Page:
In Deutz’s family, allowances were rewarded as remuneration for extraneous chores outside of regular responsibilities like cleaning one’s room or helping wash dishes after dinner.
“There were expectations of basic chores tied to being members of a family and then we’d give our kids optional chores tied to remuneration like shoveling snow or helping with yard work,” he says.
Both Deutz and Kozak agree the allowance stage can be a good time to set up your children’s first bank accounts and teach them how to monitor their savings, purchases and interest.
As kids enter their teenage years, what had previously been small purchases like chocolate bars and action figures often turn into bigger-ticket items like electronics and concert tickets. This can open the door to borrowing from parents, which can be another great tool for fostering good money practices.
Deutz says he wasn’t afraid to let the kids borrow money from time to time, provided they were okay with paying a little interest.
“In the future when they get that birthday money, then they’re going to have to first pay off their debt to the parents” he says. “Without getting financially possessive, [we were] trying to teach them when you borrow not only do you have to pay back what you initially borrowed, but there’s interest and you need to pay that back too.”
Kozak had his own approach, which he calls the “time, place and manner doctrine.” When the kids asked for money, he’d evaluate it based on what the timing and need for the money was and the way the kids asked—was it polite and respectful?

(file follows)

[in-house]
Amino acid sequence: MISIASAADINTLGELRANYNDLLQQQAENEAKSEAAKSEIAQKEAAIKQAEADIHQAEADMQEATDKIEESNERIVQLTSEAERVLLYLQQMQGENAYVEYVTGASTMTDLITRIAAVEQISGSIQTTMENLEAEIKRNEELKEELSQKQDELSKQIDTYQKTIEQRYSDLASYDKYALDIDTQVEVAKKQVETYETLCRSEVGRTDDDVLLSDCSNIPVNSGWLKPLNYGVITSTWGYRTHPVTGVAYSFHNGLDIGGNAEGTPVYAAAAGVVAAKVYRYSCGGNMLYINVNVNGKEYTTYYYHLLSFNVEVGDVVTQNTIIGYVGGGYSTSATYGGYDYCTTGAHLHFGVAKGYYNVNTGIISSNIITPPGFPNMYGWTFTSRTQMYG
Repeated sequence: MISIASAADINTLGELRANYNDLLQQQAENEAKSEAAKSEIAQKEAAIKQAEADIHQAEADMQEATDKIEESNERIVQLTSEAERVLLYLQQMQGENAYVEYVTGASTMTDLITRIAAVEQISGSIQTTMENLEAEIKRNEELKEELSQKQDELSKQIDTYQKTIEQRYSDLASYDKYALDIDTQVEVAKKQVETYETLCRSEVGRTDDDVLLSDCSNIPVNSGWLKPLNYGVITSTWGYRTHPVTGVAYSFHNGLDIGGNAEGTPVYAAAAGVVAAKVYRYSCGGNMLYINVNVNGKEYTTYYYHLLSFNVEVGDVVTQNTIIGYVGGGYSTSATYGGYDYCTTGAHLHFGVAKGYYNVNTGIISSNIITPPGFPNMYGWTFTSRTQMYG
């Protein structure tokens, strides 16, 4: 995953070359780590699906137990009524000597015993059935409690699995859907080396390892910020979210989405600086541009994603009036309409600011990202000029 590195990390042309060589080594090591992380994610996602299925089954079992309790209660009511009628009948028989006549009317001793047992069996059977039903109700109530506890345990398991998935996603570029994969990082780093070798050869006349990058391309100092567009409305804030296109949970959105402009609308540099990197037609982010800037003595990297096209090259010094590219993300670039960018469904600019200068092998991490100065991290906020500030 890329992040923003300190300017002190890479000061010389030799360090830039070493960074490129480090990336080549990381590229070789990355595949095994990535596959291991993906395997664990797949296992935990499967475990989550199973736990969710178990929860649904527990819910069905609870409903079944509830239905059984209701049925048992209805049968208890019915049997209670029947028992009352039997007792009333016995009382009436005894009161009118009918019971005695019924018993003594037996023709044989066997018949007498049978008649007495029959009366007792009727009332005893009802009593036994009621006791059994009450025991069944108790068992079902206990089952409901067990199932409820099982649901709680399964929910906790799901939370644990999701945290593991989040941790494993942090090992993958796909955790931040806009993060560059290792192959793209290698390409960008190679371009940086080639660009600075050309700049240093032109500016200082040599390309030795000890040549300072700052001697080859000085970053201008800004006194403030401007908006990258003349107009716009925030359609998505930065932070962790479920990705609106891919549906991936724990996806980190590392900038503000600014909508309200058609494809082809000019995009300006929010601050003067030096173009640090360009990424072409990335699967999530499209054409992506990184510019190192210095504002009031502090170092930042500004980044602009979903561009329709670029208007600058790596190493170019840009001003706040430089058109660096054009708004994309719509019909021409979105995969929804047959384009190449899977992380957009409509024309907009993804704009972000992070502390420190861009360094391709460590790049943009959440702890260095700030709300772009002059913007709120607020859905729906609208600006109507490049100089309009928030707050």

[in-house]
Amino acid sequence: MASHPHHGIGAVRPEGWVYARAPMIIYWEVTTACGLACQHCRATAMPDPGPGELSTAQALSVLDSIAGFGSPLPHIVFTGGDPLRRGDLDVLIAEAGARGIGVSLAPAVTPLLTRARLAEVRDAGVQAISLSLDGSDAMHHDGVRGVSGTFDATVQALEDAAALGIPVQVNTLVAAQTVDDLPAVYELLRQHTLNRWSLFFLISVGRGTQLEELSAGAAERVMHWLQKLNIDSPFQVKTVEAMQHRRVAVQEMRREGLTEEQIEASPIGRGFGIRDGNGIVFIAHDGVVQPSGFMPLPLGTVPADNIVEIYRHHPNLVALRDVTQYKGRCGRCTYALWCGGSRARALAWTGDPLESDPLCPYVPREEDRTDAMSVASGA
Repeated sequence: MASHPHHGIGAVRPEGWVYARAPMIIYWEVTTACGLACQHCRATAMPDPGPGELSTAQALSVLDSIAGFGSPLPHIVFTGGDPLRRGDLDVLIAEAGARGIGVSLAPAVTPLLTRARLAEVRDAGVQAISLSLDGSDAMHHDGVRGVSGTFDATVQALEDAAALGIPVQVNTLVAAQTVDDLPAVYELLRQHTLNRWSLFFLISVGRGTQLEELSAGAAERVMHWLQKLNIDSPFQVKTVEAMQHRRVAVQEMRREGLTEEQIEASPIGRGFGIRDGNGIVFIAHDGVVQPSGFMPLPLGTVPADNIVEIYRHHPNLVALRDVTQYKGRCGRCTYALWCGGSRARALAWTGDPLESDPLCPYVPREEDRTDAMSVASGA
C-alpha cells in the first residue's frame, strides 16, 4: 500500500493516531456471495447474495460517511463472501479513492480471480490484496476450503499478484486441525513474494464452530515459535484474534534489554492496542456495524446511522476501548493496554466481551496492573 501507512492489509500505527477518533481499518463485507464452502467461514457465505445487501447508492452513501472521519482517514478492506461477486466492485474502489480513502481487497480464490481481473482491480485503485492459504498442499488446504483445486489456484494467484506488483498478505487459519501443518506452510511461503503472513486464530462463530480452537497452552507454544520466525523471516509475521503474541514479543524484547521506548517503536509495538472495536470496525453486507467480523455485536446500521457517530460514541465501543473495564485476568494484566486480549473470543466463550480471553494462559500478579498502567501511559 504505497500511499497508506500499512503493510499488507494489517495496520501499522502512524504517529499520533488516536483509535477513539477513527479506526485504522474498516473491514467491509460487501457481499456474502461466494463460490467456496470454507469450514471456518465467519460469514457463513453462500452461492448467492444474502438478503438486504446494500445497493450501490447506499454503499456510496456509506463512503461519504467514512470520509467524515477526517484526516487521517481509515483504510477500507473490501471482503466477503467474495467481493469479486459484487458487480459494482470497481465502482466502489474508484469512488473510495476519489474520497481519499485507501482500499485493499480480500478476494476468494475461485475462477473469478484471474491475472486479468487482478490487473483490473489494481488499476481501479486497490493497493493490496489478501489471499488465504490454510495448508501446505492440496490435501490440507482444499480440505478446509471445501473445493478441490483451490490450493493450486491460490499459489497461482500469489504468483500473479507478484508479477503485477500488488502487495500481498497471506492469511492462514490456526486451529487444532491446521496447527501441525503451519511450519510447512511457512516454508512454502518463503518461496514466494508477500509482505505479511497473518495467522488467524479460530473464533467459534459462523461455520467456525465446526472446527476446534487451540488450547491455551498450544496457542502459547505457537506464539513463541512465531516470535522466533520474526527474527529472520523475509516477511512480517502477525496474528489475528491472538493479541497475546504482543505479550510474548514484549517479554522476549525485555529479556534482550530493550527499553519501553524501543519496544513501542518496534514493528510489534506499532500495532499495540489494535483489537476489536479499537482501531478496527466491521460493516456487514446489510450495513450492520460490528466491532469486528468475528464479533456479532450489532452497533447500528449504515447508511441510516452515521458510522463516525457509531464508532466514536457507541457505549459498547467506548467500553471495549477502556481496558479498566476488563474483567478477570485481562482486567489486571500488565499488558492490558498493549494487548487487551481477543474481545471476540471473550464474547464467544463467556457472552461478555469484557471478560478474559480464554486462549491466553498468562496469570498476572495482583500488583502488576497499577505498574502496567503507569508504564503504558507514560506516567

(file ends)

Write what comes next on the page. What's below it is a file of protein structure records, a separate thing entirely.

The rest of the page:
“And the kids, to their credit, would say ‘here’s where we’re going, here’s why I need this’ and they were always fair and reasonable about the amount,” he says. “Nobody was trying to fleece us for extra money.”
Of course, there are times when growing pains are to be expected, says Deutz.
“Maybe at the end of the month they found something that they really liked,” he says, though they couldn’t afford to purchase it because they’d already spent their money on ephemeral purchases like chocolate bars or junk food.
“I say you stand back and watch them fail at eight or 10 rather than seeing them fail at age 24 when there are horrible consequences,” he says. “The best thing we can do for them is give them the opportunity to learn about the consequences of their efforts and how it relates to money.”
Eventually, part-time jobs like babysitting or mowing lawns take over and your teenager will transition toward earning their own income, which allows for more financial independence and affords an opportunity for more sophisticated financial lessons.
As they start to become ready for concepts like loans and credit, Kozak says it’s worth a conversation with some outside advisors.
“On two different occasions—first when they were rather young and (when) heading out to college—we had them sit down with personal bankers,” he says. The goal was to have the bankers speak with the children, and later, teenagers, and communicate with them directly, responding to questions and opening them up to the banking atmosphere.
Looking back, Kozak says the foundation built in the first meeting reverberated out as his youngest—the same one who checked the prices of toys—moved on to college.
“It doesn’t mean they’re infallible by any means, even the most seasoned adults can be financially irresponsible,” he says. “But I think starting early and having the kids understand how money works, what it should be used for and what it shouldn’t be used for helps them start to develop an appreciation for money.”
RBC Wealth Management, a division of RBC Capital Markets, LLC, Member NYSE/FINRA/SIPC.